The New York Times columnist Gail Collins condemned Donald Trump’s aspirations to become president in a “very negative column” she wrote in 2011. She also called him “the man who can make Bill O’Reilly look like the most sensible guy in the room.” Then, she went after Trump’s “birther” movement, but that was not the end of the story.
Earlier, Collins called him in print a “financially embattled thousandaire.” He sent her a copy of her own column. He had circled her picture and had written “The Face of a Dog!” across it, The Huffington Post reported.
In a letter to her editor Trump wrote:
‘I have great respect for Ms. Collins in that she has survived so long with so little talent.’
That was the end of his wittiness, though.
It appeared that Trump has been sharing little quips with world leaders since he took office. According to Axios, he has carried on with his bizarre little note writing.
The U.S. president took a Sharpie and jotted off a note to Canadian Prime Minister Justin Trudeau at least twice, Axios reported. It was so weird that the Canadian ambassador checked with the White House to make certain the note was not a joke.
Trump had torn off the cover of a May 1-7, 2017 Bloomberg Businessweek magazine featuring Trudeau. The headline was “The Anti-Trump.” The U.S. president wrote on it with a Sharpie “something to the effect of:
‘Looking good! Hope it’s not true!’
Trudeau sent POTUS a printout from the Office of the United States Trade Representative’s website with a smiley face next to the amount of trade surplus Canada had with America. The Canadian leader was accurate, Trump was not.
Some of the people in the White House staff thought the note was not appropriate. Then, they decided:
‘…it was done in good fun and would be interpreted as positive outreach.’
On December 8, 2017, Trump lied to a Pensacola, Florida rally crowd. He said that the U.S. did have a trade deficit with Canada. He mailed Trudeau a document that allegedly said the same thing. Then, the U.S. president put his Sharpie pen to paper and wrote on the document two words:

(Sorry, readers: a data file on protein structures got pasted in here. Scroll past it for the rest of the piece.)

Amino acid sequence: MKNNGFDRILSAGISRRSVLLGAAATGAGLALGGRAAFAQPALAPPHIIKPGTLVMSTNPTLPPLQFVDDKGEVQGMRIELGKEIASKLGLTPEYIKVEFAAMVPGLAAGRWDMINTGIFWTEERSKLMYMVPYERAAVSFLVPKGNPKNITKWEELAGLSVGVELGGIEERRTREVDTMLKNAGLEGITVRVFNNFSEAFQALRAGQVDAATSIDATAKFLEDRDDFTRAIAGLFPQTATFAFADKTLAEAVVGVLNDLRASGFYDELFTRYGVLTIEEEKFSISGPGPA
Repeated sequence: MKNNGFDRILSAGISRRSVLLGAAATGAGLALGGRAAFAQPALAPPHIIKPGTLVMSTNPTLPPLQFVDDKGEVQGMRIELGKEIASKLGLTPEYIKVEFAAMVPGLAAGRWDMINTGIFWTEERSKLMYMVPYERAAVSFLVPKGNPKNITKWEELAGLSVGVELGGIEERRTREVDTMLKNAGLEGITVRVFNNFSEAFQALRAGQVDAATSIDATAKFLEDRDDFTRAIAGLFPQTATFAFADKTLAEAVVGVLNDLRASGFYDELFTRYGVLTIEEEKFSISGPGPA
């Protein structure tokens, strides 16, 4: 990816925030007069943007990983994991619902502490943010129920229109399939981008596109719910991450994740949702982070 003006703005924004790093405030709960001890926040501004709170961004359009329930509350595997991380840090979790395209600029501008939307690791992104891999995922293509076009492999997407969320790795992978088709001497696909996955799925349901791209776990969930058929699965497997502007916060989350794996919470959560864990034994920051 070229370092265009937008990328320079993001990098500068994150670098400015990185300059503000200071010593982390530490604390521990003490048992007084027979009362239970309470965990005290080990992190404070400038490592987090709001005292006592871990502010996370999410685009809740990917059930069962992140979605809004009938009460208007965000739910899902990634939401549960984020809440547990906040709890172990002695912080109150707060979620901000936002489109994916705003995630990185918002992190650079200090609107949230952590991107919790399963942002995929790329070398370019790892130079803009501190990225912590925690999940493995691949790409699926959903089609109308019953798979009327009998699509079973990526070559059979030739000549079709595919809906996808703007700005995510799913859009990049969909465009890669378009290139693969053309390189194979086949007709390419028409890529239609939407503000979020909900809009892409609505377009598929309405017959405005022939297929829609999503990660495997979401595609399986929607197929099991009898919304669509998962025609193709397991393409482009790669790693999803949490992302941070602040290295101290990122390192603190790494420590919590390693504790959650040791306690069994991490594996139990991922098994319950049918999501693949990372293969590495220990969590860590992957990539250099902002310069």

The American commander-in-chief only dealt with the U.S.’s deficit:
‘(ignored) the trade of goods and ignored its surplus in services.’
Had the U.S. president combined the two figures, there would have been a U.S. surplus. A couple of weeks later, the Canadian prime minister sent Trump a handwritten note on his official Canadian stationery. It started off pleasant enough but went downhill from there:
‘Dear Donald. It’s been a busy year! Enjoy the Christmas holidays — you deserve it. One thing. You gave a great speech in Pensacola, but you were slightly off on the balance of trade with Canada. USTR says so! All the best for 2018, Justin.’
The second page included a printout of Canada’s informational page from the Office of the United States Trade Representative website. Trudeau underlined the part that showed:
‘…the U.S. goods and services trade surplus with Canada was $12.5 billion in 2016.’
Then, Trudeau circled the “$12.5 billion” figure and drew a little smiley face next to it.
Our president refers to Trudeau as a “wise guy” in private. He thinks the Canadian prime minister, 47, is a cocky young guy and resents his comments. Trump liked the viral photo of himself sitting with his arms crossed and world leaders standing over him. He also left early to snub Trudeau, because he claimed Trudeau had disrespected him.
When Axios contacted Canada, they basically said “No comment,” but:
‘On your second point (the Bloomberg cover), no comment, but we don’t deny it.’
Featured image is a screenshot via YouTube.
The Mueller Report Adventures: In Bite-Sizes on this Facebook page. These quick, two-minute reads interpret the report in normal English for busy people. Mueller Bite-Sizes uncovers what is essentially a compelling spy mystery. Interestingly enough, Mueller Bite-Sizes can be read in any order.